On Equal Pay Day, Congressman Tim Ryan said more needs to be done to close the wage gap that still exists between women and men. In 1963, when women earned 59 cents for every dollar earned by a man, President Kennedy signed the Equal Pay Act. Today, while progress has been made--the promise of equal pay has not become a reality. Today, women earn 77 cents for every dollar earned by men, and yet, families increasingly rely on women's wages to make ends meet.
In January 2009, Congress sent to the President's desk the Lilly Ledbetter Fair Pay Act, becoming the first bill signed into law by President Obama. This bill restored the rights of women to challenge unfair pay in court, with almost all House Republicans voting against the bill.
"The Lilly Ledbetter Act is an historic advancement in the cause of income equity," said Congressman Tim Ryan. But there are too many examples that suggest that the fight is not over. Right here in Ohio--female State employees of Governor John Kasich are being paid significantly less than their male counterparts. It is essential that we provide effective remedies to women who are not being paid equal wages for doing equal work. Unfortunately, my Republican House colleagues are standing in the way of progress on this issue. As the son of a single mother, I know how hard the women in my District work--and they are entitled to fair and just compensation."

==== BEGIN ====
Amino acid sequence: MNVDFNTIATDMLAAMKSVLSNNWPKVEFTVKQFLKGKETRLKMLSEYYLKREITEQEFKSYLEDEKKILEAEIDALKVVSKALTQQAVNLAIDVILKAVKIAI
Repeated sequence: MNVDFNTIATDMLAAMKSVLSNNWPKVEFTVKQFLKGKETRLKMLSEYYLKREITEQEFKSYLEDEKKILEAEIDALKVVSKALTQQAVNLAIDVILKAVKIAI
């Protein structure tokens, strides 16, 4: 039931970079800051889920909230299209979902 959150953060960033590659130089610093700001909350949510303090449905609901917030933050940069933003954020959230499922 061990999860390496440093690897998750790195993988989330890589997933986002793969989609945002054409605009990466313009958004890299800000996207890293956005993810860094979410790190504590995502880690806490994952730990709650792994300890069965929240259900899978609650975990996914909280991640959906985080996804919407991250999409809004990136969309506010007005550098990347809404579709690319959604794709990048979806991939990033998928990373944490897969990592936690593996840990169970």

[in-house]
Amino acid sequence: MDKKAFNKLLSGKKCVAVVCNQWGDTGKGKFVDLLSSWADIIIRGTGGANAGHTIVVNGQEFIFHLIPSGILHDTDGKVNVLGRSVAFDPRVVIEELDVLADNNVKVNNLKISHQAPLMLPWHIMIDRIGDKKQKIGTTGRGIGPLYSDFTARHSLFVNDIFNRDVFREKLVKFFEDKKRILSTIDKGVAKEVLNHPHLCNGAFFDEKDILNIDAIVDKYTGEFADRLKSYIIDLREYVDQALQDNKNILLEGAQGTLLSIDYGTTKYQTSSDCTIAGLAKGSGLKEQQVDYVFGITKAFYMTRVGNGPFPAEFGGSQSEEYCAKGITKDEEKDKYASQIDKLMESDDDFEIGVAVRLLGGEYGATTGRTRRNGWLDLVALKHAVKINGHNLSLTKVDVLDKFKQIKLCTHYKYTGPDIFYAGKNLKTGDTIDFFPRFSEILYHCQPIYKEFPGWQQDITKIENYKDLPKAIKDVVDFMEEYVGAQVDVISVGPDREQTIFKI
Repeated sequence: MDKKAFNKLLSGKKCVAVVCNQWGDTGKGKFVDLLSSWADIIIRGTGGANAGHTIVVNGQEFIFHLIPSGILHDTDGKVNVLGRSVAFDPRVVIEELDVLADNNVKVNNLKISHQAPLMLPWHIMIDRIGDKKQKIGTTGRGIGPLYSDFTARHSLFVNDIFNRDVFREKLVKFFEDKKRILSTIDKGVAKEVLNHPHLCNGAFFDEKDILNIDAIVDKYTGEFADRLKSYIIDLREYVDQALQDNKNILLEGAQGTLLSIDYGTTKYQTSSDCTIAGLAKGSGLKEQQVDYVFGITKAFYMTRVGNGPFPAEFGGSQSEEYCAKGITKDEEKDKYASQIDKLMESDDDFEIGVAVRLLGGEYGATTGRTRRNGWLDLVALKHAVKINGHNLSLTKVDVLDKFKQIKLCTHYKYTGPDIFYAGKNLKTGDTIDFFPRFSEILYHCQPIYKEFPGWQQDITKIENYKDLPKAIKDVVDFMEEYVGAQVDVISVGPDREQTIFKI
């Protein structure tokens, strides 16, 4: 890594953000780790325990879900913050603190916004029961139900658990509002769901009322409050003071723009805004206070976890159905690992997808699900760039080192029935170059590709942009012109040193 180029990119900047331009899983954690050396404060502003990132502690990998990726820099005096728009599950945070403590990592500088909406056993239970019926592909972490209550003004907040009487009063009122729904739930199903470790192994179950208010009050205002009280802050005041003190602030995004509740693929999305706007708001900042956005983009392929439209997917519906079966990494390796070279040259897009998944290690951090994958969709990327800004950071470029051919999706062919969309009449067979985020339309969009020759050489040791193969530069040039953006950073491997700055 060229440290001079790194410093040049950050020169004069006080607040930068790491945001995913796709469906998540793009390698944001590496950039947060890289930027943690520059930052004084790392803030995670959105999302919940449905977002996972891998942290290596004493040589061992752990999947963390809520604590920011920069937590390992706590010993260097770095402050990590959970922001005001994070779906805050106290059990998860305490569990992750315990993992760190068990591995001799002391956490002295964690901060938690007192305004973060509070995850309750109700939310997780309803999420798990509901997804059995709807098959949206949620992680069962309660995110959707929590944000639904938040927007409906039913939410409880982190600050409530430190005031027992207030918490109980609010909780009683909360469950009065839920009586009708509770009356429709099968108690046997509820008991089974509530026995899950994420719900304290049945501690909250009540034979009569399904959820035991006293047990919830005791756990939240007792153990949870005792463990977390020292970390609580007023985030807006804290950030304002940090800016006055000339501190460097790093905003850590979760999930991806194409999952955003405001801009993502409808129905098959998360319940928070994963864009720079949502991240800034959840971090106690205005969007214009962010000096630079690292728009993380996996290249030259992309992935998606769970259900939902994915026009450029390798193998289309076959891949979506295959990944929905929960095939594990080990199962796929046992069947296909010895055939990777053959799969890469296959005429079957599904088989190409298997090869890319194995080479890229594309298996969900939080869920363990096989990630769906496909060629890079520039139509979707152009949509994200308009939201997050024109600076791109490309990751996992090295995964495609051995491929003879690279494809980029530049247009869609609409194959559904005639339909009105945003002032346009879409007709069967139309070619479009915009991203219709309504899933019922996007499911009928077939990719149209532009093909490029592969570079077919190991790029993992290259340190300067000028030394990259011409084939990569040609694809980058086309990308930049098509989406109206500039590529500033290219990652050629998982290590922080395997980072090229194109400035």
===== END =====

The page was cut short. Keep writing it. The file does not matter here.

This year, Equal Pay Day falls on Tax Day, and I am also fighting for basic fairness in taxation. Too many women with modest incomes are still paying a higher tax rate than their well-paid bosses. That is why this week Democrats fought to enact the "Buffett Rule," which would insure that no household making over $1 million annually will pay a smaller share of their income in taxes than middle-class families pay.
"I will do all that I can to strengthen the American family--and this includes women being paid equally for their work and all persons paying their fair share in taxes to support our nation," said Congressman Ryan.